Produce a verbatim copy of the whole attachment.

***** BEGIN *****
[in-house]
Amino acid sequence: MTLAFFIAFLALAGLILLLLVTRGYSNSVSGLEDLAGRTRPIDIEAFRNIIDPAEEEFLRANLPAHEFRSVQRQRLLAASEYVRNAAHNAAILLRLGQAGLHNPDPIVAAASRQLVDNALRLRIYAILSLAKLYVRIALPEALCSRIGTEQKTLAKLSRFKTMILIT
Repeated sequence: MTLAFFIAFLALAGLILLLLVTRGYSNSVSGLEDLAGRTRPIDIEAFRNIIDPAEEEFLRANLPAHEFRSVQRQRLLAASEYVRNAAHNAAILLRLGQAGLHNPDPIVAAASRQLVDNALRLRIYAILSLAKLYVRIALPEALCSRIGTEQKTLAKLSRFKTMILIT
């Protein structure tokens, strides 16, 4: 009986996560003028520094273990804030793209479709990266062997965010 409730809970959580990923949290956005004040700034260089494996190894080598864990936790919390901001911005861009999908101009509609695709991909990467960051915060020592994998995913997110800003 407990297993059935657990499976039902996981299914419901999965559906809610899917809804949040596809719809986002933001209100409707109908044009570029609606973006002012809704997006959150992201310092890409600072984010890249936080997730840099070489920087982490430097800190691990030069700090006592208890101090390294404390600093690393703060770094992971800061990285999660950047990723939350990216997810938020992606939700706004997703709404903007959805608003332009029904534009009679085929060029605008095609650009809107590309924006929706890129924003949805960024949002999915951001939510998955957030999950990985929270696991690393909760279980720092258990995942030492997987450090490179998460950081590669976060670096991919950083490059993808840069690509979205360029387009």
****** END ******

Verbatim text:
[in-house]
Amino acid sequence: MTLAFFIAFLALAGLILLLLVTRGYSNSVSGLEDLAGRTRPIDIEAFRNIIDPAEEEFLRANLPAHEFRSVQRQRLLAASEYVRNAAHNAAILLRLGQAGLHNPDPIVAAASRQLVDNALRLRIYAILSLAKLYVRIALPEALCSRIGTEQKTLAKLSRFKTMILIT
Repeated sequence: MTLAFFIAFLALAGLILLLLVTRGYSNSVSGLEDLAGRTRPIDIEAFRNIIDPAEEEFLRANLPAHEFRSVQRQRLLAASEYVRNAAHNAAILLRLGQAGLHNPDPIVAAASRQLVDNALRLRIYAILSLAKLYVRIALPEALCSRIGTEQKTLAKLSRFKTMILIT
């Protein structure tokens, strides 16, 4: 009986996560003028520094273990804030793209479709990266062997965010 409730809970959580990923949290956005004040700034260089494996190894080598864990936790919390901001911005861009999908101009509609695709991909990467960051915060020592994998995913997110800003 407990297993059935657990499976039902996981299914419901999965559906809610899917809804949040596809719809986002933001209100409707109908044009570029609606973006002012809704997006959150992201310092890409600072984010890249936080997730840099070489920087982490430097800190691990030069700090006592208890101090390294404390600093690393703060770094992971800061990285999660950047990723939350990216997810938020992606939700706004997703709404903007959805608003332009029904534009009679085929060029605008095609650009809107590309924006929706890129924003949805960024949002999915951001939510998955957030999950990985929270696991690393909760279980720092258990995942030492997987450090490179998460950081590669976060670096991919950083490059993808840069690509979205360029387009």